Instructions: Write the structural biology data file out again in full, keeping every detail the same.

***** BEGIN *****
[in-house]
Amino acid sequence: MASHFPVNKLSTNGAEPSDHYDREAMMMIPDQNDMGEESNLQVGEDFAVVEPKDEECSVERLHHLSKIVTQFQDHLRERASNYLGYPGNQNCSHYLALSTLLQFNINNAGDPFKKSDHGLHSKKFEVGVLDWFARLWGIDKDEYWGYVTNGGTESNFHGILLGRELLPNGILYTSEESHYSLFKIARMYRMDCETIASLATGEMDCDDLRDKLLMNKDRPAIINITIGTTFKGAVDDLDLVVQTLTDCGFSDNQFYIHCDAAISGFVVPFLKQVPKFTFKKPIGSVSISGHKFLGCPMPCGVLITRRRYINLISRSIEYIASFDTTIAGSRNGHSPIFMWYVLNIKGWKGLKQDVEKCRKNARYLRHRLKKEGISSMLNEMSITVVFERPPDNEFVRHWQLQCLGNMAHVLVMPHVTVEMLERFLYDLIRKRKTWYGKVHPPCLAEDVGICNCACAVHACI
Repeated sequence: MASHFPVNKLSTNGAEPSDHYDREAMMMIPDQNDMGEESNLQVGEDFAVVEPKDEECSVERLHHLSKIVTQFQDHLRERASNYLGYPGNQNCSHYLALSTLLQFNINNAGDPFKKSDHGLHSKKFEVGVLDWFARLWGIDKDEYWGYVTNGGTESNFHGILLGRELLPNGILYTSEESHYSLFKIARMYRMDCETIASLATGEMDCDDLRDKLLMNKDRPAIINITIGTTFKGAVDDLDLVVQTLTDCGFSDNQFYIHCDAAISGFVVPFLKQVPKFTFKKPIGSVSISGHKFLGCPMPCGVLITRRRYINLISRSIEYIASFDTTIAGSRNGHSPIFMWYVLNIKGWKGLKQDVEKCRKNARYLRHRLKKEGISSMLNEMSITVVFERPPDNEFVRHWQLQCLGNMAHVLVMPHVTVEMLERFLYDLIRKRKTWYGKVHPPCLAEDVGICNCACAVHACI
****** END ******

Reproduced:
[in-house]
Amino acid sequence: MASHFPVNKLSTNGAEPSDHYDREAMMMIPDQNDMGEESNLQVGEDFAVVEPKDEECSVERLHHLSKIVTQFQDHLRERASNYLGYPGNQNCSHYLALSTLLQFNINNAGDPFKKSDHGLHSKKFEVGVLDWFARLWGIDKDEYWGYVTNGGTESNFHGILLGRELLPNGILYTSEESHYSLFKIARMYRMDCETIASLATGEMDCDDLRDKLLMNKDRPAIINITIGTTFKGAVDDLDLVVQTLTDCGFSDNQFYIHCDAAISGFVVPFLKQVPKFTFKKPIGSVSISGHKFLGCPMPCGVLITRRRYINLISRSIEYIASFDTTIAGSRNGHSPIFMWYVLNIKGWKGLKQDVEKCRKNARYLRHRLKKEGISSMLNEMSITVVFERPPDNEFVRHWQLQCLGNMAHVLVMPHVTVEMLERFLYDLIRKRKTWYGKVHPPCLAEDVGICNCACAVHACI
Repeated sequence: MASHFPVNKLSTNGAEPSDHYDREAMMMIPDQNDMGEESNLQVGEDFAVVEPKDEECSVERLHHLSKIVTQFQDHLRERASNYLGYPGNQNCSHYLALSTLLQFNINNAGDPFKKSDHGLHSKKFEVGVLDWFARLWGIDKDEYWGYVTNGGTESNFHGILLGRELLPNGILYTSEESHYSLFKIARMYRMDCETIASLATGEMDCDDLRDKLLMNKDRPAIINITIGTTFKGAVDDLDLVVQTLTDCGFSDNQFYIHCDAAISGFVVPFLKQVPKFTFKKPIGSVSISGHKFLGCPMPCGVLITRRRYINLISRSIEYIASFDTTIAGSRNGHSPIFMWYVLNIKGWKGLKQDVEKCRKNARYLRHRLKKEGISSMLNEMSITVVFERPPDNEFVRHWQLQCLGNMAHVLVMPHVTVEMLERFLYDLIRKRKTWYGKVHPPCLAEDVGICNCACAVHACI